If you are taking a stroll just like that in the little side alleys of Varanasi I think it’s hard to ponder what you are going through actually. Damn! That will be another hard day for you when you wake up with the divine aroma of cowdung instead of a cup of flavoured tea. That’s where the word HOLY $]-[!T comes from… I guess!!! I was high on leaves so I could say that I liked each and every bit of Banaras on my day trip. I will never recommend you to explore the world’s holiest city, ‘Varanasi’, like I travelled as a lazy dozy pot swan. But it’s true that you need to be to the core to understand the calls of ‘har-har Mahadev’ throughout the quaint alleys of the city, you need to have the deepest concern for the mighty cow and its cowdung, you need to pour buckets of emotions to feel the burning rhythm along the ghats and you need not to be sarcastic when you come across the naked naga sadhu doing yoga. Well… blame it on Varanasi as after getting bit high I was way far beyond any religion. It was quite interesting to seek the strange naked ritual practices of the naga sadhu. I will say that I was lucky enough to visit Varanasi at the time of Shivratri, which is one of the major religious festivals in India. Check out from the following video as shot by ‘Bocaronda’, a glimpse of some naked sadhus performing at the time of Shivratri 2007.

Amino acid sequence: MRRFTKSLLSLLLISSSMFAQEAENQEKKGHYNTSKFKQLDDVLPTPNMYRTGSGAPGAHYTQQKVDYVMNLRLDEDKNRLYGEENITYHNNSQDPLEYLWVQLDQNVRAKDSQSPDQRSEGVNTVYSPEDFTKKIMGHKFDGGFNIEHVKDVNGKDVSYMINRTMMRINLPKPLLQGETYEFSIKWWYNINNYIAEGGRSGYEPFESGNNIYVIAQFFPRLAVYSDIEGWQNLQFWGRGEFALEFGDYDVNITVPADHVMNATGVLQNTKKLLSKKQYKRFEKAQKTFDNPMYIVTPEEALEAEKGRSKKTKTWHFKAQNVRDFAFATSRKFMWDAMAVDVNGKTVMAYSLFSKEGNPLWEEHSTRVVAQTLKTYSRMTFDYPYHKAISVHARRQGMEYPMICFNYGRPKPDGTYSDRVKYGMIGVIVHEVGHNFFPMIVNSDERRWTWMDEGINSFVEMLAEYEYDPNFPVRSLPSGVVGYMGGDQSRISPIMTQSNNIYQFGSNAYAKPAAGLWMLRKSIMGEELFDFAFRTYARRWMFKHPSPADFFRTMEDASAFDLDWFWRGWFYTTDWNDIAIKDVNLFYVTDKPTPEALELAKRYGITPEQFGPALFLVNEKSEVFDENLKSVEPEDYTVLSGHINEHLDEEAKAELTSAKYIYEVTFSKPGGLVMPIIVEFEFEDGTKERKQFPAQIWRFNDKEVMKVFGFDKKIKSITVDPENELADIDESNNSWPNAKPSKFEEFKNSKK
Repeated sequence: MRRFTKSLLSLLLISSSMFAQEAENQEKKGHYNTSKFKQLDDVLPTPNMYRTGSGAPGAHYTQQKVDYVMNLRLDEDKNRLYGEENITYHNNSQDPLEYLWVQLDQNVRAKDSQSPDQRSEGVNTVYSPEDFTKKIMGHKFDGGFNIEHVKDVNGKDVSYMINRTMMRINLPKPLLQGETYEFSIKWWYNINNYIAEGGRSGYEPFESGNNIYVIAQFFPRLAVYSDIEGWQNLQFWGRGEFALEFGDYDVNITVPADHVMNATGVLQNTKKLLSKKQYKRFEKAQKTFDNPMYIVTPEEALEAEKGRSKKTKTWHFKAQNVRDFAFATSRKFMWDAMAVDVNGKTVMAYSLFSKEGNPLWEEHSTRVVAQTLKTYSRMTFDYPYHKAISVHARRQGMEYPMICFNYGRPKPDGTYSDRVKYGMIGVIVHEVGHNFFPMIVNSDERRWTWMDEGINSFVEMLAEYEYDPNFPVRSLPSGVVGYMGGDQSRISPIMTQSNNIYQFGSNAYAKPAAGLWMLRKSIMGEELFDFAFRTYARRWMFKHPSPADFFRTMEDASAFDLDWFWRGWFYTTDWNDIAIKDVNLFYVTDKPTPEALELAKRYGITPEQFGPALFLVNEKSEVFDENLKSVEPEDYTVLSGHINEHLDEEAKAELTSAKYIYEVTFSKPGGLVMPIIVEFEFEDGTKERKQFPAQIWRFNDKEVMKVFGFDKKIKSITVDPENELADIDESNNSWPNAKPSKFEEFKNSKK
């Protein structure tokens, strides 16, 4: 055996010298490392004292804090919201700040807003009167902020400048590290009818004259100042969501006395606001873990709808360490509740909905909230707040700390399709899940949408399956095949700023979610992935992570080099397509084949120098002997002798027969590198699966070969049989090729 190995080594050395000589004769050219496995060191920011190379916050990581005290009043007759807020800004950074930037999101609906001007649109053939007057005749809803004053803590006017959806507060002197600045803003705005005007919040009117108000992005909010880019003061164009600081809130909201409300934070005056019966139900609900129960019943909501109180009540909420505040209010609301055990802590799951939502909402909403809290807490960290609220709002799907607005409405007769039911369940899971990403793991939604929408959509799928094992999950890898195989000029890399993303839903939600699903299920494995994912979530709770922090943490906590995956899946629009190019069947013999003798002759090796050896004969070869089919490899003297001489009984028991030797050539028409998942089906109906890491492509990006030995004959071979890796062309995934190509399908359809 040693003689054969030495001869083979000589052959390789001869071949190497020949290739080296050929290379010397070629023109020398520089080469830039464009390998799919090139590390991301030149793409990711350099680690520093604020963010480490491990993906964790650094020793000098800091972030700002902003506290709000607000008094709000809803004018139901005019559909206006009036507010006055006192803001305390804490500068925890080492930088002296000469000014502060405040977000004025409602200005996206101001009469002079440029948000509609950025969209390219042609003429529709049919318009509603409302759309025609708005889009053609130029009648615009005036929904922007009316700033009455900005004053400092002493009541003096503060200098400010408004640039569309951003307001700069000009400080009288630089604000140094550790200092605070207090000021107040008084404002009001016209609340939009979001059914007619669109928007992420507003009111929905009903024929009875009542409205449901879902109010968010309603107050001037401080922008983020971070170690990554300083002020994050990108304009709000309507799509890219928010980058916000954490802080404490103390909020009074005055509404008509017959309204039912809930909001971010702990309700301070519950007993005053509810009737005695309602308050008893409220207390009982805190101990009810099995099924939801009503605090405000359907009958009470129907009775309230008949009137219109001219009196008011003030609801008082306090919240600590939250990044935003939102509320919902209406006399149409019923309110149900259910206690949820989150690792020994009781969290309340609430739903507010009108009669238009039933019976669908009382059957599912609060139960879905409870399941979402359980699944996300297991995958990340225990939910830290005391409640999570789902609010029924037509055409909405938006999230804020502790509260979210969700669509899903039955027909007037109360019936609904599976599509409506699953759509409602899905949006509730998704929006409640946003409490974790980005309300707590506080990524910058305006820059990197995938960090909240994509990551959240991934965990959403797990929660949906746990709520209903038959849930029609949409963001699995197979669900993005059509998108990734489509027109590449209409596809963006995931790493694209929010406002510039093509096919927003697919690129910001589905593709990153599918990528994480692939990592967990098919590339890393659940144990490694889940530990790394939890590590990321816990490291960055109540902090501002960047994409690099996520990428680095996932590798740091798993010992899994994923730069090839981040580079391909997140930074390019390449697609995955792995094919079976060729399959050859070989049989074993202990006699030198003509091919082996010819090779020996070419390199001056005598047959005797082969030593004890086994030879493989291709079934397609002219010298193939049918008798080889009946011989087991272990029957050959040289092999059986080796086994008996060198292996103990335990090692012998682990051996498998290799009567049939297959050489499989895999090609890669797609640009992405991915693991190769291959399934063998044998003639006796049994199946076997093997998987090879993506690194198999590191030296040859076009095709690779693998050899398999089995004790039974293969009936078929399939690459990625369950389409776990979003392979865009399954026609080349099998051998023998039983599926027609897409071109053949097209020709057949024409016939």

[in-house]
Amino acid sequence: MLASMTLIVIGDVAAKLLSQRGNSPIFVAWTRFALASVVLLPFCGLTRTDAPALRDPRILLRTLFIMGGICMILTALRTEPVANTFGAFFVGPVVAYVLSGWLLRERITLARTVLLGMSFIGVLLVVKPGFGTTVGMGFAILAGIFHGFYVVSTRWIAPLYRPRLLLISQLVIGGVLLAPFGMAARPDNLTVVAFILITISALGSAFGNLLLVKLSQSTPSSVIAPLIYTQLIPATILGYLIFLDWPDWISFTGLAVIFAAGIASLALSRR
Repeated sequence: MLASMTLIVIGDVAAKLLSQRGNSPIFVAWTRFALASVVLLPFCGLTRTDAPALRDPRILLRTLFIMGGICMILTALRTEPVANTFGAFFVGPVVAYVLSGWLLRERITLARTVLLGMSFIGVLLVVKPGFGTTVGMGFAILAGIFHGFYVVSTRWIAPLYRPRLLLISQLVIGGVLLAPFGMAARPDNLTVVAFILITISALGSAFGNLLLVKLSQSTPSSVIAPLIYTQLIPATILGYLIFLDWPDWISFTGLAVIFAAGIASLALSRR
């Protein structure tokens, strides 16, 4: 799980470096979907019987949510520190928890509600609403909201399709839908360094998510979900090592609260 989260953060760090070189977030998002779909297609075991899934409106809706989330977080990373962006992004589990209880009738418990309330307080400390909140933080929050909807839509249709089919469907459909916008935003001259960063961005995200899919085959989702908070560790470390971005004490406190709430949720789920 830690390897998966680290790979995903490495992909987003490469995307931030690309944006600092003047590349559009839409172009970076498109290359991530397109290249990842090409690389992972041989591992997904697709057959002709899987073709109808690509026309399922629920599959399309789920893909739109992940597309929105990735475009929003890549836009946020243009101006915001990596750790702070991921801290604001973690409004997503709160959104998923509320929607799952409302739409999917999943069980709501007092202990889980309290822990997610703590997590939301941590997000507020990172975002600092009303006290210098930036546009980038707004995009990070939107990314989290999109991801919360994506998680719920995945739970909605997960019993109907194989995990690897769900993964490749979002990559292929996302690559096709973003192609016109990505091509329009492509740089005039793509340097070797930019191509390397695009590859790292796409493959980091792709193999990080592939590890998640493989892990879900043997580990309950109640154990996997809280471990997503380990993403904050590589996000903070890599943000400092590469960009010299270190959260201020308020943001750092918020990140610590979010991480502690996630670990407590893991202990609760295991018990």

[Naga sadhus performing at the time of Shivratri]